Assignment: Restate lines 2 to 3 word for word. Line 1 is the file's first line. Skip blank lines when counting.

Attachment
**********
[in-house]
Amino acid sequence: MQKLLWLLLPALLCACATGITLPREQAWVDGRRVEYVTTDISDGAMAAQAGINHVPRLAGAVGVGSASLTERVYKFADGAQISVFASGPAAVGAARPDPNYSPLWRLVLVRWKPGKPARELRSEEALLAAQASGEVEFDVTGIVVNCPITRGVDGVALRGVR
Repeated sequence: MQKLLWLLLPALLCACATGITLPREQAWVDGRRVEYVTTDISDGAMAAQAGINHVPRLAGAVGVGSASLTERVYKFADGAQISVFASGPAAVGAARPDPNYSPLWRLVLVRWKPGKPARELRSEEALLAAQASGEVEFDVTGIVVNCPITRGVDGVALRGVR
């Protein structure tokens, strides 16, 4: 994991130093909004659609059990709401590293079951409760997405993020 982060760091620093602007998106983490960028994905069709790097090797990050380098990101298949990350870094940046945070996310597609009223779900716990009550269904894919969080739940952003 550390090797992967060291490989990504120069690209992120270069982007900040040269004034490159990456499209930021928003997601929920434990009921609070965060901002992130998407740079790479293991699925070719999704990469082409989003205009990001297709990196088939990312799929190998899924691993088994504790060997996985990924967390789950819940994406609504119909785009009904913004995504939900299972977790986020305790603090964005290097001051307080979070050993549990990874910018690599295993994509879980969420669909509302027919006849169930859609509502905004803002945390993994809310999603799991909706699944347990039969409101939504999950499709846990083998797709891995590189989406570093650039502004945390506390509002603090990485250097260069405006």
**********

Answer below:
Amino acid sequence: MQKLLWLLLPALLCACATGITLPREQAWVDGRRVEYVTTDISDGAMAAQAGINHVPRLAGAVGVGSASLTERVYKFADGAQISVFASGPAAVGAARPDPNYSPLWRLVLVRWKPGKPARELRSEEALLAAQASGEVEFDVTGIVVNCPITRGVDGVALRGVR
Repeated sequence: MQKLLWLLLPALLCACATGITLPREQAWVDGRRVEYVTTDISDGAMAAQAGINHVPRLAGAVGVGSASLTERVYKFADGAQISVFASGPAAVGAARPDPNYSPLWRLVLVRWKPGKPARELRSEEALLAAQASGEVEFDVTGIVVNCPITRGVDGVALRGVR